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The Large Water-Spaniel

  • Object:

    Wood-Engraving Print

  • Place of origin:

    Newcastle upon Tyne (printed and published)

  • Date:

    1790 (first published)

  • Artist/Maker:

    Bewick, Thomas, born 1753 - died 1828 (engravers (printmakers))

  • Materials and Techniques:

    Wood-engraving print on laid paper

  • Museum number:


  • Gallery location:

    Prints & Drawings Study Room, level E, case Z, shelf 2, box B

Physical description

An English Water Spaniel, viewed in profile, looking to the right of the image. In the distance, a man can be seen walking with another dog alongside some trees. Thomas Bewick's monogram (a T and B sharing the same vertical stroke) is in the lower left corner of the image.

Place of Origin

Newcastle upon Tyne (printed and published)


1790 (first published)


Bewick, Thomas, born 1753 - died 1828 (engravers (printmakers))

Materials and Techniques

Wood-engraving print on laid paper

Marks and inscriptions

Thomas Bewick's monogram (a T and B sharing the same vertical stroke) is in the lower left corner of the image.


Height: 11.3 cm of sheet, Width: 14.5 cm of sheet

Object history note

Formerly 'C' numbers 8980-8982 and 8998; a list showing both and old in 64/2371

This engraving featured in Thomas Bewick's first major independent publication, A General History of Quadrupeds, first printed and published in Newcastle upon Tyne in 1790. The publication contains illustrations of animals, alongside brief descriptions of their appearance, habits and habitats, accompanied by a number of illustrative vignettes, used mainly as tailpieces.

The text accompanying the illustration (in the publication) reads as follows:

'The drawing of this beautiful animal was made from one of the finest of its kind, in the possession of J. E. Blackett, esq; of Newcastle upon Tyne.
This kind of Dog is valuable for its great docility and attachment to its master. It receives instructions with readiness, and obeys with uncommon alacrity. - Its form is elegant, its hair beautifully curled or crisped, its ears long, and its aspect mild and sagacious.- It is fond of the water, and swims well. It is chiefly used in discovering the haunts of wild-ducks and other water fowl; and also in finding birds that have been shot or disabled. - It is probably the Finder, described by Caius.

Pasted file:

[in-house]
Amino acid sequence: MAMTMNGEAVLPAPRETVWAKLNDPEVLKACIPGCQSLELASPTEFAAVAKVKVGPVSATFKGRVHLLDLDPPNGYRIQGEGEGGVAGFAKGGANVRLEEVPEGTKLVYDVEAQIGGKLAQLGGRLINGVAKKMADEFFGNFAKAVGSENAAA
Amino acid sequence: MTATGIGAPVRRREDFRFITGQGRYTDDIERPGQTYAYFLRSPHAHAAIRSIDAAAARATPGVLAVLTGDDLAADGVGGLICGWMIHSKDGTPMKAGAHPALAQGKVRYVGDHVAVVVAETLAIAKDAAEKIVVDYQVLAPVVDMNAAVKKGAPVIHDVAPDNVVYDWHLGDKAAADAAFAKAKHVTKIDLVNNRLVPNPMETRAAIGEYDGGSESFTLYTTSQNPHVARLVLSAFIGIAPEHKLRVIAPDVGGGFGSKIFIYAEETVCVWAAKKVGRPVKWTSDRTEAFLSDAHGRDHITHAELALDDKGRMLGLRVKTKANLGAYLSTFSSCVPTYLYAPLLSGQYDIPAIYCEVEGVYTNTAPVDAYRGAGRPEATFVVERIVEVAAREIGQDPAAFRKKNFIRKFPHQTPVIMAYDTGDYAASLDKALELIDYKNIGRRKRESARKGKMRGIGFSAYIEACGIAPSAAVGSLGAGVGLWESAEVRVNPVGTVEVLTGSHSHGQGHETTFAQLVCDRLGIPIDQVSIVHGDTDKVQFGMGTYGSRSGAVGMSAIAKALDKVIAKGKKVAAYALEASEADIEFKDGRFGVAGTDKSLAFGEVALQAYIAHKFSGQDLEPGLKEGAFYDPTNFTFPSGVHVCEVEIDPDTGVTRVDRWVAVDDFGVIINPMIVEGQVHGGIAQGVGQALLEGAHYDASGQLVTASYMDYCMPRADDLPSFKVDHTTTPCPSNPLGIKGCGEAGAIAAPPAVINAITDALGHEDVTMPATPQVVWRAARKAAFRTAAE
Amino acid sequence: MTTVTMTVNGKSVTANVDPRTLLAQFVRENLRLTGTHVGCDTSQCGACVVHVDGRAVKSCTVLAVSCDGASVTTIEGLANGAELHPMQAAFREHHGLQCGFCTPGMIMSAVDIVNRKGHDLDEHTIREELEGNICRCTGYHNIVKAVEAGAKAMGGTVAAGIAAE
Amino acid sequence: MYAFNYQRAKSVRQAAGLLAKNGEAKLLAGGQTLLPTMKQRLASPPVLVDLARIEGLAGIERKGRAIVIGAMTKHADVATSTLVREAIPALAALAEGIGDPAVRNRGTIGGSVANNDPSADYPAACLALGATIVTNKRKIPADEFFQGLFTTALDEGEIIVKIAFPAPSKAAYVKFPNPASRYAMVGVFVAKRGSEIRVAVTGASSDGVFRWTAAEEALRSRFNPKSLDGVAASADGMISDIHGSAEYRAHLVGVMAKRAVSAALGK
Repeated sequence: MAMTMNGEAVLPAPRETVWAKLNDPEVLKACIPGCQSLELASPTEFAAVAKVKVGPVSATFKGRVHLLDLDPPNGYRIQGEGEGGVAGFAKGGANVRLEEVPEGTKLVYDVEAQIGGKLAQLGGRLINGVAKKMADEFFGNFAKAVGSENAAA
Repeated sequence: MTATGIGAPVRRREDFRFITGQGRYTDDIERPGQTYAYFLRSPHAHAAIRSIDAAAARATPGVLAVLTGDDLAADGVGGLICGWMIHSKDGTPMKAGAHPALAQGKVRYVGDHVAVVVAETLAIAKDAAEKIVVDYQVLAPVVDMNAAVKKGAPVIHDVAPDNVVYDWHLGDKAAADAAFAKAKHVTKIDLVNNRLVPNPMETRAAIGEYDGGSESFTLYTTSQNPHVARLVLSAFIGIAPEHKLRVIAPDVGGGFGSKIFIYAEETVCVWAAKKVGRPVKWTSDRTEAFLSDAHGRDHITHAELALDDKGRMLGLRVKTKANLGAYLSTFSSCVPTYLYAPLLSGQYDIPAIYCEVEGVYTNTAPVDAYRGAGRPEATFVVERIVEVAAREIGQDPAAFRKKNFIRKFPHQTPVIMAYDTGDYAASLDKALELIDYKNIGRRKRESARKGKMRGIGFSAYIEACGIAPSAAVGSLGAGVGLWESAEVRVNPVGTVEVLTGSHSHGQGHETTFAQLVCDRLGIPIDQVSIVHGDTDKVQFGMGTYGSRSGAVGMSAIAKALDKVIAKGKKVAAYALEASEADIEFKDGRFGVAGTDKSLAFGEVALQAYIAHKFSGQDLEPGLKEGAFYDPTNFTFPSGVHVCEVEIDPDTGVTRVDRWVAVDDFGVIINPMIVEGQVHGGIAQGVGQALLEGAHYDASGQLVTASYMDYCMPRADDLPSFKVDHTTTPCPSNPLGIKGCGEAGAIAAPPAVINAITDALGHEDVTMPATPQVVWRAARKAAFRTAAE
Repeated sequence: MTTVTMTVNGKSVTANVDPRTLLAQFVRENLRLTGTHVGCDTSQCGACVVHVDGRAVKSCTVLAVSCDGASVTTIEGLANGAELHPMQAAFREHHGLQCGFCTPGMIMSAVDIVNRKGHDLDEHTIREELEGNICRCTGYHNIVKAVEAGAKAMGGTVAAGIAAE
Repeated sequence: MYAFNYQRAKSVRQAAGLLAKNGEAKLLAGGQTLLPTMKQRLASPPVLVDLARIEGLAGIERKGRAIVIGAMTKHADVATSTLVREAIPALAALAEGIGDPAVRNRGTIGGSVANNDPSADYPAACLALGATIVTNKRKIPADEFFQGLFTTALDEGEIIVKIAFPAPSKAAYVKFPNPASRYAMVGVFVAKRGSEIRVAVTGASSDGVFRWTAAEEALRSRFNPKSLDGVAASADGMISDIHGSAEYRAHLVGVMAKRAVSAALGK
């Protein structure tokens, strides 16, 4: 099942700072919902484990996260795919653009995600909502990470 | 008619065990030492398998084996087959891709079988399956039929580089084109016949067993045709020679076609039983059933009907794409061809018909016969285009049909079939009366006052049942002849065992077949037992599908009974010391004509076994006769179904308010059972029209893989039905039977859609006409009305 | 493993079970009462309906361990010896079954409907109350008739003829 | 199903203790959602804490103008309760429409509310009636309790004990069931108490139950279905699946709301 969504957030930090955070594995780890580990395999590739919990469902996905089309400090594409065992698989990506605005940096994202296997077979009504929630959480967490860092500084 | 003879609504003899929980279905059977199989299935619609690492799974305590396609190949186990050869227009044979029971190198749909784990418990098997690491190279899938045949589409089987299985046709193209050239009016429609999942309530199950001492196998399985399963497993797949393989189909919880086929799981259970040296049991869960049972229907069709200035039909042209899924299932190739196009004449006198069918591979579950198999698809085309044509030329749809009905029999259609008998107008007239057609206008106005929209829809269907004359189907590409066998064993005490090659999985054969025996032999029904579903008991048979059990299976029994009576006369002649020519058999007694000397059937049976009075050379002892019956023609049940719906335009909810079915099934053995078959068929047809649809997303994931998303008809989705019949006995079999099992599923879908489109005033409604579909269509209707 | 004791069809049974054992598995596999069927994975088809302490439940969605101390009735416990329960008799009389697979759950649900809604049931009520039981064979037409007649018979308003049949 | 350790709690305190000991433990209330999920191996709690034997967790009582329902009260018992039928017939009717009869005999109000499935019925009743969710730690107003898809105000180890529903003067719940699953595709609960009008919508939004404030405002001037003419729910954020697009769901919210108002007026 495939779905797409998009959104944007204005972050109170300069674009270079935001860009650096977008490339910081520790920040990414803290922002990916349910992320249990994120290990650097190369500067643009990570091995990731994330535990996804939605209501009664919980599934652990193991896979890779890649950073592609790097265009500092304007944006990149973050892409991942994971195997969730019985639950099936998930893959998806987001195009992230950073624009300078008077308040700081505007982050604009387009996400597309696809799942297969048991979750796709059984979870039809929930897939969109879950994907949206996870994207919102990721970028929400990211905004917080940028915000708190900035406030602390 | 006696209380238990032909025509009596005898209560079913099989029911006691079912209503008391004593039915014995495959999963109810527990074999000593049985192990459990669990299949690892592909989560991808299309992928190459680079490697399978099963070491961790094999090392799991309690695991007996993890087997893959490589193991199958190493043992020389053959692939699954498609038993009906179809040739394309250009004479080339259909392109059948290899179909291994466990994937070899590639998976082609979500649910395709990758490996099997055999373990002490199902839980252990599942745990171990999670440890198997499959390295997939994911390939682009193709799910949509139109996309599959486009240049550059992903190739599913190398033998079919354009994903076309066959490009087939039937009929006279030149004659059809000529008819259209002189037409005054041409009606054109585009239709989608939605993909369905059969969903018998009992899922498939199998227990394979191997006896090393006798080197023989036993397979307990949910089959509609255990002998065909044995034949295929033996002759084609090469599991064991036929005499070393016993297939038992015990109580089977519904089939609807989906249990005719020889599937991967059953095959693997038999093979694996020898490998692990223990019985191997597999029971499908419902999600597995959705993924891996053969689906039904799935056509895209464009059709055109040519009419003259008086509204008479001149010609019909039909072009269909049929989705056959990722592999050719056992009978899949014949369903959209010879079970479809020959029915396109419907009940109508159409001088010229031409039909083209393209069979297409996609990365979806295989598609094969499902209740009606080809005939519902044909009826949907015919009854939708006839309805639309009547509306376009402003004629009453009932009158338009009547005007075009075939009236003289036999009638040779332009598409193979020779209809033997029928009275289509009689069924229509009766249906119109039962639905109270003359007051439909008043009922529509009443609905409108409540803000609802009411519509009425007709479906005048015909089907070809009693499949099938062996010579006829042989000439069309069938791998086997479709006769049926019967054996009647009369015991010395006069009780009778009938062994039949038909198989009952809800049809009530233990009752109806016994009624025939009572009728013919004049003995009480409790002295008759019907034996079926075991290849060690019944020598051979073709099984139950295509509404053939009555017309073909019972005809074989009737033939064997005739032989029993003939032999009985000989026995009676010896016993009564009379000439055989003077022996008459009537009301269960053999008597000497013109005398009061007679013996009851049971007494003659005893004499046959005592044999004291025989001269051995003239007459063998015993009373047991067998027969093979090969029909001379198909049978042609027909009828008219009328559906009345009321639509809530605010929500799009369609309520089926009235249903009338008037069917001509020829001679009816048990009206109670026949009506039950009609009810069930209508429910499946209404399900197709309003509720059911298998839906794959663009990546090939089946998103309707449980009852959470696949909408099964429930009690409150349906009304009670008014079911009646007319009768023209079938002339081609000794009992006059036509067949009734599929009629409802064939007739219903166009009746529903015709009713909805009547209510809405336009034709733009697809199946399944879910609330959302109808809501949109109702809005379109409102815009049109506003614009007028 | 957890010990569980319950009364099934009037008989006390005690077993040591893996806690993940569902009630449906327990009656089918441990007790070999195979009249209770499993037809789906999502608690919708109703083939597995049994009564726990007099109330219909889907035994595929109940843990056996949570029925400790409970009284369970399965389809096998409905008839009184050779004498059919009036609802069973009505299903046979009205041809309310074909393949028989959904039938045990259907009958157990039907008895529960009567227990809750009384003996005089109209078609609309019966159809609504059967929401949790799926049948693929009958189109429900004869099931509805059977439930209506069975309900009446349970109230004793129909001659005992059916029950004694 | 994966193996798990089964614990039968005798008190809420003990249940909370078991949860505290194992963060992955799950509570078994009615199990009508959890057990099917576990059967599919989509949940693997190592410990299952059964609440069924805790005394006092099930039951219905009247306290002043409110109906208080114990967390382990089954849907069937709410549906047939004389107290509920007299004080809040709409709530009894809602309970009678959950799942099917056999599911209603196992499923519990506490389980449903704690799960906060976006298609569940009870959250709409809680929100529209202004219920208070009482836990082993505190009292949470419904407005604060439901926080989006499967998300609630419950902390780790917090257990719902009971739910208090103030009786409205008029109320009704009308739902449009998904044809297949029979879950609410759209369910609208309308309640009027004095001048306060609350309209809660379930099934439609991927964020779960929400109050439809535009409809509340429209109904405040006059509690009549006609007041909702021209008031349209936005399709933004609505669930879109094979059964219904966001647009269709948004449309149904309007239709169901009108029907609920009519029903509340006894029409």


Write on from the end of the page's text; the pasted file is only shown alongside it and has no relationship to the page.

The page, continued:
Taken from: Beilby, Ralph and Bewick, Thomas. A General History of Quadrupeds. Newcastle upon Tyne. Third Edition, 1792.

Historical significance: Thomas Bewick was the first engraver to exploit fully the advantages of end-grain wood (the wood is cut across, rather than along, the grain). Once it had been proved that the technique could rival the fine effects of metal engraving, the advantages of wood engraving to the book trade were quickly recognised. Allowing both text and illustration to be printed in one operation, it ousted the intaglio process as the favourite for book illustration and was only superseded at the end of the nineteenth century when methods of photomechanical reproduction were developed.

Historical context note

The English Water Spaniel breed became extinct during the early 20th century.
The breed has been also documented in paintings by Henry Bernard Chalon and Ramsay Richard Reinagle.

Descriptive line

'The Large Water-Spaniel', viewed in profile, looking to the right of the image. Wood-engraving print on laid paper. Illustration featured in 'A General History of Quadrupeds' (first published 1790). Engraved by Thomas Bewick. Newcastle upon Tyne, England.

Bibliographic References (Citation, Note/Abstract, NAL no)

Taken from Departmental Circulation Register 1964

Production Note

Thomas Bewick's A General History of Quadrupeds was first published in 1790.


Laid paper; Printing ink


Wood-engraving (process)

Subjects depicted

Spaniel (dog); Trees


Prints; Illustration; Animals and Wildlife


Prints, Drawings & Paintings Collection

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